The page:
• Do NOT use SQL wildcard selects. eg. SELECT * (although selecting all columns manually yields same retrieval time as issuing SELECT *; therefore try to select only the columns you are actually going to use)
  • Do use database logic (queries, joins, views, procedures) over loopy PHP.
  • Use caching whenever possible. This article defines basic caching techniques. To sum it up, use arrays for caching big chunk of data in the memory directly. Use APC or eAccelerator on a single server. Use memcache on multiple servers when you scale you application.
  • APC being the fastest caching method does not scale well. Redis and Memcache can be used for cross-process/multi-server communications. Data in Redis storage will remain even after a server reboot. Don’t want to install Redis (it’s just a 1 line in console)? Use Memcache. If you can’t install any third-party packages, you can use Shared Memory – but your PHP should be compiled with support of shmop-functions. If we take APC as our unit of measure in the following benchmark, we can draw the following conclusion:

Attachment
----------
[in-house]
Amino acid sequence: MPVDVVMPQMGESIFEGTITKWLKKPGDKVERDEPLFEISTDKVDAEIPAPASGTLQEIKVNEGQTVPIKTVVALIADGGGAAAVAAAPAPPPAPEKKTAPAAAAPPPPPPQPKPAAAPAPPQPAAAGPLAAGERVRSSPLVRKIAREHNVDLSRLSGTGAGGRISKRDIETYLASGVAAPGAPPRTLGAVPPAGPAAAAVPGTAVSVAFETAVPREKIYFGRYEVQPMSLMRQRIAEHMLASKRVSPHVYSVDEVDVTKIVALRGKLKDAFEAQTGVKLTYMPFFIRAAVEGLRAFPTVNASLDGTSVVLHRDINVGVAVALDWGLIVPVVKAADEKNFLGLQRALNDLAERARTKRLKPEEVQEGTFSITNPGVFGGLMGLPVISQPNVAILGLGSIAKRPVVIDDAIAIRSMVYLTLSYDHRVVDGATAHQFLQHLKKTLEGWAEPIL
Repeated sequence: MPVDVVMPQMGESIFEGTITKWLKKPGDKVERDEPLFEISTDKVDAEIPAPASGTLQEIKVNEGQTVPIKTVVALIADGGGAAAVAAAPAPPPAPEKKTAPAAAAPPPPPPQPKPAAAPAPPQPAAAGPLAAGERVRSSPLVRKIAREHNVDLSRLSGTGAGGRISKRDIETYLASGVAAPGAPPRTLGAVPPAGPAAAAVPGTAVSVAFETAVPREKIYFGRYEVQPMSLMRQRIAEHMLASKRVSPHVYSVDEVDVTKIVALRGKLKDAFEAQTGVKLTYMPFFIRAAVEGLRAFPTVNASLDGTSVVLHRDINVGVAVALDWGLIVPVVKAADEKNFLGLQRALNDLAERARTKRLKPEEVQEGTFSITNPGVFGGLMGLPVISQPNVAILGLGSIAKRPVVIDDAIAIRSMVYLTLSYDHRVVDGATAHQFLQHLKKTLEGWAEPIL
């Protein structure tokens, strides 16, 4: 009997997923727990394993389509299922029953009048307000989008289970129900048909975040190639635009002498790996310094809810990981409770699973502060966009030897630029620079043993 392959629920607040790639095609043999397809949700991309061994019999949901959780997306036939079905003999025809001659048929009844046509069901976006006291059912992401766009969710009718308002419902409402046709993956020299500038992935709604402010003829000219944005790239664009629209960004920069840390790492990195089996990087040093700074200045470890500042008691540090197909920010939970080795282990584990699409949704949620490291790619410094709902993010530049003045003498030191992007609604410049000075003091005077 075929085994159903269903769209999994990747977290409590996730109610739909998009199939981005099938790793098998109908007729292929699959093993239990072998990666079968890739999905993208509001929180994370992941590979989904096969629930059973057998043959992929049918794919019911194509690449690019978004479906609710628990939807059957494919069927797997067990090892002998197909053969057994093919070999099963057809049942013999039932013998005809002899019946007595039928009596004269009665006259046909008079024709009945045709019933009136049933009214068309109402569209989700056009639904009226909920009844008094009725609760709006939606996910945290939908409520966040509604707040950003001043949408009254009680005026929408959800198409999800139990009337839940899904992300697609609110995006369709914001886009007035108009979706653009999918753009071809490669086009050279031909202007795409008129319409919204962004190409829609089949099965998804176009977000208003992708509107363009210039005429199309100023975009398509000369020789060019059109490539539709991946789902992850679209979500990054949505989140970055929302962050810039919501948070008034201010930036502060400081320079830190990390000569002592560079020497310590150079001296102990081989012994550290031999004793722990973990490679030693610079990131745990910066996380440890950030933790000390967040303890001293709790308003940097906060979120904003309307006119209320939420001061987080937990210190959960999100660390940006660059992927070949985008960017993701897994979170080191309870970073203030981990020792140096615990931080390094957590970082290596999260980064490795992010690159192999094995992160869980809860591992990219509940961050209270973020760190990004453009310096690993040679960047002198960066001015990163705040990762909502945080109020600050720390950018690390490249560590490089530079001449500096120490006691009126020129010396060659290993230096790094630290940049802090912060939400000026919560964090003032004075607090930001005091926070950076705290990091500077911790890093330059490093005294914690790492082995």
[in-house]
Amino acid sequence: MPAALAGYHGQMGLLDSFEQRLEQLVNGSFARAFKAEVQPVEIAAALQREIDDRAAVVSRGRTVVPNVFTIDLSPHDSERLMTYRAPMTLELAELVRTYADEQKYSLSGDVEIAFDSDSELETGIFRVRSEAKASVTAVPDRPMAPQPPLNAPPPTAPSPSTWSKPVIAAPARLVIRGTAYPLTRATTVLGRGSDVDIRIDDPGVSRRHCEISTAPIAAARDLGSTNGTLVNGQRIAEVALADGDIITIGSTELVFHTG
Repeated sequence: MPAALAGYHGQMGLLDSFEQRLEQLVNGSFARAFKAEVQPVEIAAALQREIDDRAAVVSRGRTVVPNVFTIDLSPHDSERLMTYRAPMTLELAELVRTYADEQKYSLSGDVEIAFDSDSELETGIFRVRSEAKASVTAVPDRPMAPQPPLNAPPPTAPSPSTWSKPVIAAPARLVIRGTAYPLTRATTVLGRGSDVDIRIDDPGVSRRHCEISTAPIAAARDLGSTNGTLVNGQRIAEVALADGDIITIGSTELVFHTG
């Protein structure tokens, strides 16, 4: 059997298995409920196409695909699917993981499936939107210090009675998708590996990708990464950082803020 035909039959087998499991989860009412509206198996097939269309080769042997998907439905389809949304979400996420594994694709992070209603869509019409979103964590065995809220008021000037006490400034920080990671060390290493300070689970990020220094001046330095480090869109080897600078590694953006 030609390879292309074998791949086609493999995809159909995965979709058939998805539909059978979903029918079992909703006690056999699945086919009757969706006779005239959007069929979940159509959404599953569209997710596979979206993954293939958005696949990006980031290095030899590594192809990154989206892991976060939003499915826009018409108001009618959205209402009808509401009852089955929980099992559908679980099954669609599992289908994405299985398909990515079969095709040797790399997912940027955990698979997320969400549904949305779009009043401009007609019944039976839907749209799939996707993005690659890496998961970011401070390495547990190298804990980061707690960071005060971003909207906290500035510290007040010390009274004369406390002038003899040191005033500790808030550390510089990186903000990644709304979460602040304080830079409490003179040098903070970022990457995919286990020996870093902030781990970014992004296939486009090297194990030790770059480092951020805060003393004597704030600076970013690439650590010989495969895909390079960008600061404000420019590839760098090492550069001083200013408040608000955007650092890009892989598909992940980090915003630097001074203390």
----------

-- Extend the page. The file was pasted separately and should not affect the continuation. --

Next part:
• APC – best performance – speed 1
    • Redis – speed 1.6
    • Shared memory – speed 130
    • Memcache – speed 192 (slowest)

    Head over to the Redis VS Memcache comparison to see the stats in action.

  • Here is another interesting resource that provides comparison of most of the items listed above
  • Lastly, follow Yahoo performance rules for best practices on optimizing loading times of your website

Source


4 Comments